ISSUE VIII: Changing FISCAL regulations


In a constant endeavor to help in the process of liberating the Indian economy, the Reserve Bank of India (“RBI”) has been issuing a series of circulars and notifications from time to time. The foreign investments and currency transaction regulations are also amended intermittently to be in sync with time. These guidelines issued by the RBI in the months of October, November and December 2007 form subject matter of this bulletin, and are discussed below in detail.

1. RBI guidelines

1.1 Foreign Direct Investments (“FDI”): Issue of shares under FDI and refund of advance remittances

(A. P. (DIR Series) Circular No.20 dated December 14, 2007)

Any person resident outside India is permitted to purchase equity instruments in the form of equity shares/compulsorily  convertible  preference  shares  and  compulsorily  convertible  debentures  issued  by  an Indian company under the FDI policy. The Indian company is allowed to receive the amount of consideration in advance towards issue of such equity instruments,1 and report the receipt of such amount of consideration within 180 days.2

This period is calculated from the receipt of the inward remittance or the date of debit of the Non- Resident External/Foreign Currency Non-resident (“NRE/FCNR  (B)”) account of the foreign investor with an Authorized Dealer Category–I (“AD Category I”) bank.

In case the number of days exceeds the aforesaid period, the amount of consideration so received shall be refunded immediately to the non-resident investor by outward remittance. The AD Category I banks may allow such outward remittances after satisfying themselves with the bonafides of the transactions. Also, advances against equity instruments may be received only where the FDI is allowed under the automatic route. Finally, non-compliance with the above provision would attract penal provisions.

1.2 Permission for Short-selling of Equity Shares by SEBI registered FIIs (A. P. (DIR Series) Circular No. 23 dated December 31, 2007)

RBI, in consultation with the government of India and Securities Exchange Board of India (“SEBI”), has decided to permit the SEBI-registered Foreign Institutional Investments (“FII”) and sub- accounts of FII to short sell, lend and borrow equity shares of Indian companies. Earlier the registered/sub- accounts of FIIs were permitted only to buy/sell equity shares/debentures of Indian companies but were not allowed to engage in short selling and were required to take delivery of securities purchased and give delivery of securities sold.3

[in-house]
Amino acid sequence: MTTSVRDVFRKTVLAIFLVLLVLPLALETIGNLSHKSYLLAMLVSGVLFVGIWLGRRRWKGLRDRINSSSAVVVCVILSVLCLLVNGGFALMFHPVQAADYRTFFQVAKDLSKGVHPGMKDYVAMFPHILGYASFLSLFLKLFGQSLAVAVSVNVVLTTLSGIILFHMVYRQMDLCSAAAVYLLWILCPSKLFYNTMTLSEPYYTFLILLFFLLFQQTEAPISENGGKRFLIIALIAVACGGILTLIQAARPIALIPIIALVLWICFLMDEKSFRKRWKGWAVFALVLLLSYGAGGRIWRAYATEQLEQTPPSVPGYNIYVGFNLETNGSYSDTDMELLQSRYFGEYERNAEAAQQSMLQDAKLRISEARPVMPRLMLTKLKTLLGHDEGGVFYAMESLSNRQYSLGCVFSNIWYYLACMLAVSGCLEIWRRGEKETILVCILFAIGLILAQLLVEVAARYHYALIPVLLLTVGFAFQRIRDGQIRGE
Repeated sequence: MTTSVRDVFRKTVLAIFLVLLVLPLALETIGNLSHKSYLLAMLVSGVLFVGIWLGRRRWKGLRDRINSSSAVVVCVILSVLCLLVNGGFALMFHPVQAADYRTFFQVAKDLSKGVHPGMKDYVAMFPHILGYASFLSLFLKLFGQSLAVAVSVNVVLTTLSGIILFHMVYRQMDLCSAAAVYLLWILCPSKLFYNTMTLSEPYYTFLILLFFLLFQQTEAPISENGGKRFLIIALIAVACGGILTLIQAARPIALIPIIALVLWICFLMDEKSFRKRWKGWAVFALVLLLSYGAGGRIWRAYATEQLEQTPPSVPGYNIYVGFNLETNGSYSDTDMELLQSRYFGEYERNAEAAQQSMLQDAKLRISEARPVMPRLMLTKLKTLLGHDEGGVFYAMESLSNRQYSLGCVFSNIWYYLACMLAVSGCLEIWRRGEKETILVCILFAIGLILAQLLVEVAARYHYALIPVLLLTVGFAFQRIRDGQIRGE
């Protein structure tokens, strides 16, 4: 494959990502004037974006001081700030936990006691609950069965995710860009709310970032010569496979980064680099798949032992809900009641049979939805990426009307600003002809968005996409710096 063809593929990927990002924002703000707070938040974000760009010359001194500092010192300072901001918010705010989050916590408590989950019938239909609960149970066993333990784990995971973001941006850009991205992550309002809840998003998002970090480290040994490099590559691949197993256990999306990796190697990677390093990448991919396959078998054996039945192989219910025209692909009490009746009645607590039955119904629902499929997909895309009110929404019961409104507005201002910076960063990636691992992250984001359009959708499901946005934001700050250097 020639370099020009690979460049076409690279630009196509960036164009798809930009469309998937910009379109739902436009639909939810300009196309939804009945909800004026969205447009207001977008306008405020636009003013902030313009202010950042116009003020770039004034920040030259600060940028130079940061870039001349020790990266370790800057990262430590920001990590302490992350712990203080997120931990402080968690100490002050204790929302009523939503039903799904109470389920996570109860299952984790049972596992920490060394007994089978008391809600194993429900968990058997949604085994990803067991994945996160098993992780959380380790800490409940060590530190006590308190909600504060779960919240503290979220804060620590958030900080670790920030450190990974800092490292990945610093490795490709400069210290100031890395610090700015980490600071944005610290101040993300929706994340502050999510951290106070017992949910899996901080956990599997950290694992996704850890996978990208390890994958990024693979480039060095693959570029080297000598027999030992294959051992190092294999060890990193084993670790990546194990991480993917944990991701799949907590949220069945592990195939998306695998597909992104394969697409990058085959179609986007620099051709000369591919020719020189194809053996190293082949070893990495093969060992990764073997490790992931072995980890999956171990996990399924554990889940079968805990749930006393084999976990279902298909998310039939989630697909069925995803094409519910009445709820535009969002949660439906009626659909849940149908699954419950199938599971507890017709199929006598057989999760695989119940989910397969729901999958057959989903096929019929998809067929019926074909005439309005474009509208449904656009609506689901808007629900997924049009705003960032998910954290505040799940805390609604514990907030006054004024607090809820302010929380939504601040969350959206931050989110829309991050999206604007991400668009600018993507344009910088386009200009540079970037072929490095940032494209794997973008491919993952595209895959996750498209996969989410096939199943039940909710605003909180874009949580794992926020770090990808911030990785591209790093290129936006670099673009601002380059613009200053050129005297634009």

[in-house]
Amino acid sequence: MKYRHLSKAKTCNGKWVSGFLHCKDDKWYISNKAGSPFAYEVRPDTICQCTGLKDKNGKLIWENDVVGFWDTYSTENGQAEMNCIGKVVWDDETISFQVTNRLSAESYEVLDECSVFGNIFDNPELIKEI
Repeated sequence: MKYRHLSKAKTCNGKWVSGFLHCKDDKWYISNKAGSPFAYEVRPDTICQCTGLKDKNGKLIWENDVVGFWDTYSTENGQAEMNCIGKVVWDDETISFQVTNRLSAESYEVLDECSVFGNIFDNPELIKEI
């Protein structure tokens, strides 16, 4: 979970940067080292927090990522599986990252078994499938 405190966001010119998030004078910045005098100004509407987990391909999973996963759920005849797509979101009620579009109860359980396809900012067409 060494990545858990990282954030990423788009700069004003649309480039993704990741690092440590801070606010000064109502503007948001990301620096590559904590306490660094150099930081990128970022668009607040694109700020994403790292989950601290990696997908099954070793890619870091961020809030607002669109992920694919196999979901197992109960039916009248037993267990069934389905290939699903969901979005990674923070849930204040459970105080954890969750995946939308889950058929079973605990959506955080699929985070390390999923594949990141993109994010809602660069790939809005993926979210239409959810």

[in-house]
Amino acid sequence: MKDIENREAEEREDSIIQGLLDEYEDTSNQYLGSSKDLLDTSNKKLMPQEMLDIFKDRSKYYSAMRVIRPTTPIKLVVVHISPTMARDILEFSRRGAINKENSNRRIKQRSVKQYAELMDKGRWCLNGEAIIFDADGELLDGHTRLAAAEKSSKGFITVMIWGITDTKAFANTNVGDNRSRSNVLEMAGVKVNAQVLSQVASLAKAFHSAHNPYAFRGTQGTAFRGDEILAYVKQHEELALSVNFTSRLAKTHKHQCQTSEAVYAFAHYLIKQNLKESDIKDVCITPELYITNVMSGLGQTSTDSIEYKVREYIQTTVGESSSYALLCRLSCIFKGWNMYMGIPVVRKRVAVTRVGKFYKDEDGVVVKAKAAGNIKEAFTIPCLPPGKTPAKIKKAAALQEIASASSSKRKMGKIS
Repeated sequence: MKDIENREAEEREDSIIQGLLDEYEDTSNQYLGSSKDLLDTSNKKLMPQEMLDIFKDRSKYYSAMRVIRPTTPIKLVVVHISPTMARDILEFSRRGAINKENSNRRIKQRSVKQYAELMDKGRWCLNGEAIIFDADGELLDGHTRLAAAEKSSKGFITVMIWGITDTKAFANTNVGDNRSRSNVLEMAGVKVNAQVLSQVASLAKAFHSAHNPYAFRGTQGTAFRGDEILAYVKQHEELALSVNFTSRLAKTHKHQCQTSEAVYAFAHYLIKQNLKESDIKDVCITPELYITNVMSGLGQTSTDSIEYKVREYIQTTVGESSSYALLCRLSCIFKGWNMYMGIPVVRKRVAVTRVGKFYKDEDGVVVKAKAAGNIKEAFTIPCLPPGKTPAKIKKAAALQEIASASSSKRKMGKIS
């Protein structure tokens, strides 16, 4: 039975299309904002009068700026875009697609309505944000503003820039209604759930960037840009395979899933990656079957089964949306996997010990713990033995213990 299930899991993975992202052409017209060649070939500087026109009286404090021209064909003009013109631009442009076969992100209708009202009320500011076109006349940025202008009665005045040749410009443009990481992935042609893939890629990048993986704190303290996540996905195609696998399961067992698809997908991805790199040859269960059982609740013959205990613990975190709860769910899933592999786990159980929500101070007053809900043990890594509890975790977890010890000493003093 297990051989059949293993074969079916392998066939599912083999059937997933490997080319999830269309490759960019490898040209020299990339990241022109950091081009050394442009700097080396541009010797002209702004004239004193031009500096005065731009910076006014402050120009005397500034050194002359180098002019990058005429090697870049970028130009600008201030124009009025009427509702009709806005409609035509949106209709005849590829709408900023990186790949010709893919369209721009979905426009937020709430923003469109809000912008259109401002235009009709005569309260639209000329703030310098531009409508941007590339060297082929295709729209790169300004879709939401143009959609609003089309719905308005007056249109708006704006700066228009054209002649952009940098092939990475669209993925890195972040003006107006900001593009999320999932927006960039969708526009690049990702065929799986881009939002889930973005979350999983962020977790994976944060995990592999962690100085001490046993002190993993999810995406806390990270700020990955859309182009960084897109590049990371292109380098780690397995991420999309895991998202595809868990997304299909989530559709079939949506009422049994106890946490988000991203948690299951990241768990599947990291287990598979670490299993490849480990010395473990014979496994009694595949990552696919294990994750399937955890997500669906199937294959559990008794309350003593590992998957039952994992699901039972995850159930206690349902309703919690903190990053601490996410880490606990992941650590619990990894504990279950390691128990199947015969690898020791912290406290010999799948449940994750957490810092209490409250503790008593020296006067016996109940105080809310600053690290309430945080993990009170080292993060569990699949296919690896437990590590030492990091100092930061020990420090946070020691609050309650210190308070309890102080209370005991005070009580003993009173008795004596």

The  FII  participation  in  short  selling  as  well  as  borrowing/lending  of  equity  shares  shall  remain subject to the current FDI policy and the purpose of delivery shall only be for short sale. And the margin/collateral shall be maintained by FIIs only in the form of cash without paying any interest to the FII on such margin/collateral.

1.3 Risk Management and Inter-Bank Dealings-Commodity Hedging (A.P. (DIR Series) Circular No.17 dated November 6, 2007)

Currently, residents in India are permitted to hedge their commodity price risk after obtaining specific approvals from the RBI or from select authorized dealers certified by RBI for the purpose.

But considering the volatility of global oil prices and to modulate the impact of adverse price fluctuations on their margins, domestic oil marketing and refining companies have also been permitted to hedge their commodity price risk to the extent of 50% of their inventory based on the volumes in the quarter preceeding the previous quarter. This hedging may be undertaken through designated AD Category I banks4 using Over The Counter (“OTC”)/exchange traded derivatives overseas with the tenor restricted to a maximum of one-year forward.

This facility must be approved by AD Category I banks only after:5

  • Ensuring that the Board’s approval has been obtained for the hedging of inventories and also for dealing in OTC markets.
  • Carrying out due diligence regarding “user appropriateness” and suitability” of the hedging activity of the customer.

1.4 Foreign Exchange Management (Deposit) (Fourth Amendment) Regulations, 2007 (Notification No.FEMA.168/2007-RB dated October 23, 2007)

According to the existing norms, the authorized dealers should convert the FCNR (B) deposits on maturity into resident rupee deposit accounts or resident foreign currency account at the option of the account holder. Now, authorized dealers are also allowed to permit remittance of the maturity proceeds of FCNR (B) deposits to parties outside India, provided the transaction is specifically authorized by the account holder and the authorized dealer is satisfied about the bonafides of the transaction. This arrangement shall be deemed to have come into effect on May 18, 2007. However, it must be ensured that no person is adversely affected as a result of retrospective effect being given to this regulation.

4 Authorized by RBI in terms of A.P. (DIR Series) Circular No. 03 dated July 23, 2005.
5 Also conditions and guidelines contained in A.P. (DIR Series) Circular No.03 dated July 23, 2005 should be complied with.
4 Authorized by RBI in terms of A.P. (DIR Series) Circular No. 03 dated July 23, 2005.
5 Also conditions and guidelines contained in A.P. (DIR Series) Circular No.03 dated July 23, 2005 should be complied with.




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